Wednesday, January 19, 2022


Article Index



(a) Findings. The Congress finds that-

(1) approximately 4,000,000 Africans and their descendants were enslaved in the United States and colonies that became the United States from 1619 to 1865;

(2) the institution of slavery was constitutionally and statutorily sanctioned by the Government of the United States from 1789 through 1865;

(3) the slavery that flourished in the United States constituted an immoral and inhumane deprivation of Africans' life, liberty, African citizenship rights, and cultural heritage, and denied them the fruits of their own labor;

(4) a preponderance of scholarly, legal, community evidentiary documentation and popular culture markers constitute the basis for inquiry into the on-going effects of the institution of slavery and its legacy of persistent systemic structures of discrimination on living African-Americans and society in the United States; and

(5) following the abolition of slavery the United States Government, at the Federal, State, and local level, continued to perpetuate, condone and often profit from practices that continued to brutalize and disadvantage African-Americans, including share cropping, convict leasing, Jim Crow, redlining, unequal education, and disproportionate treatment at the hands of the criminal justice system; and

(6) as a result of the historic and continued discrimination, African-Americans continue to suffer debilitating economic, educational, and health hardships including but not limited to having nearly 1,000,000 black people incarcerated; an unemployment rate more than twice the current white unemployment rate; and an average of less than \1/16\ of the wealth of white families, a disparity which has worsened, not improved over time.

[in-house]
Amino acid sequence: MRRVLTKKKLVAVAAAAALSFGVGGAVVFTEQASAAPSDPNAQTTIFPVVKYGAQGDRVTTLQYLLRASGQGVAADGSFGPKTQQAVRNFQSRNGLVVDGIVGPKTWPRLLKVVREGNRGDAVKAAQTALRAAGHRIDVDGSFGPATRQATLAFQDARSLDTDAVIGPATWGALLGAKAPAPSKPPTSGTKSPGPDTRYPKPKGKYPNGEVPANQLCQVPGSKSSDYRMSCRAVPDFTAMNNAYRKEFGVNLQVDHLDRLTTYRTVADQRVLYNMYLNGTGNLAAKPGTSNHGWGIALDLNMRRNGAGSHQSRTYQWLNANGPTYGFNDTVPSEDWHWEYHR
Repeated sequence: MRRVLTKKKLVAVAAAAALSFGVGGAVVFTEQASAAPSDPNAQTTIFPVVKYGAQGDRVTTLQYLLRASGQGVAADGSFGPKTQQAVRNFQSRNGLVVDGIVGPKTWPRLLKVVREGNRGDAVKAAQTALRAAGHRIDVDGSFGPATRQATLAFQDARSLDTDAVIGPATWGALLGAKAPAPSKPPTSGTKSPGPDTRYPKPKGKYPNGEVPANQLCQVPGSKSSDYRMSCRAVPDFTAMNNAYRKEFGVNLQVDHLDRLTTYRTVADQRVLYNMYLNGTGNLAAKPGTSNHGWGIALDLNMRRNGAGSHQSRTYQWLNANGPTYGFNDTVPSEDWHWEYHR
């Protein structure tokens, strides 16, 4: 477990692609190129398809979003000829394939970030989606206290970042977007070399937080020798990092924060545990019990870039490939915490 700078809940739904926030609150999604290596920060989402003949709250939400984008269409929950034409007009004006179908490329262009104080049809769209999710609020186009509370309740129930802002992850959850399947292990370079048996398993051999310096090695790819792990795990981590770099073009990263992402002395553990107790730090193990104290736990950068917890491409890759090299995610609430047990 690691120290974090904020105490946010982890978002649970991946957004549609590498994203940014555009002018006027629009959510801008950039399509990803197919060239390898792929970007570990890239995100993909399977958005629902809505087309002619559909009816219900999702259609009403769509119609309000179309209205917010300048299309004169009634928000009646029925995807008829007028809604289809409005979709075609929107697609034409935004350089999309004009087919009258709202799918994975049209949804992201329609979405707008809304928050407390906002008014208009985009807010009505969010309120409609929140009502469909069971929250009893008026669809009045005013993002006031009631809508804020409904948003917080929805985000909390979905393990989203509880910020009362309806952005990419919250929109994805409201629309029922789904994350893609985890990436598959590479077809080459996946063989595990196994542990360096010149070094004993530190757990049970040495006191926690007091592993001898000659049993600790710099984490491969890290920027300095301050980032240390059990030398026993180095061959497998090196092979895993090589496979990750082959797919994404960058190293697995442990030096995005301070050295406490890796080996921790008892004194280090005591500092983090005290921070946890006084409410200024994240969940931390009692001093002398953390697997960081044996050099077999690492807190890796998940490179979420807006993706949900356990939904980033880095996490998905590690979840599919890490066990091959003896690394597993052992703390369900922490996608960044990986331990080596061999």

(b) Purpose. The purpose of this Act is to establish a commission to study and develop Reparation proposals for African-Americans as a result of-

(1) the institution of slavery, including both the Trans-Atlantic and the domestic 'trade' which existed from 1565 in colonial Florida and from 1619 through 1865 within the other colonies that became the United States, and which included the Federal and State governments which constitutionally and statutorily supported the institution of slavery;

(2) the de jure and de facto discrimination against freed slaves and their descendants from the end of the Civil War to the present, including economic, political, educational, and social discrimination;

(3) the lingering negative effects of the institution of slavery and the discrimination described in paragraphs (1) and (2) on living African-Americans and on society in the United States;

(4) the manner in which textual and digital instructional resources and technologies are being used to deny the inhumanity of slavery and the crime against humanity of people of African descent in the United States;

(5) the role of Northern complicity in the Southern based institution of slavery;

(6) the direct benefits to societal institutions, public and private, including higher education, corporations, religious and associational;

(7) and thus, recommend appropriate ways to educate the American public of the Commission's findings;

(8) and thus, recommend appropriate remedies in consideration of the Commission's findings on the matters described in paragraphs (1), (2), (3), (4), (5), and (6); and

(9) submit to the Congress the results of such examination, together with such recommendations.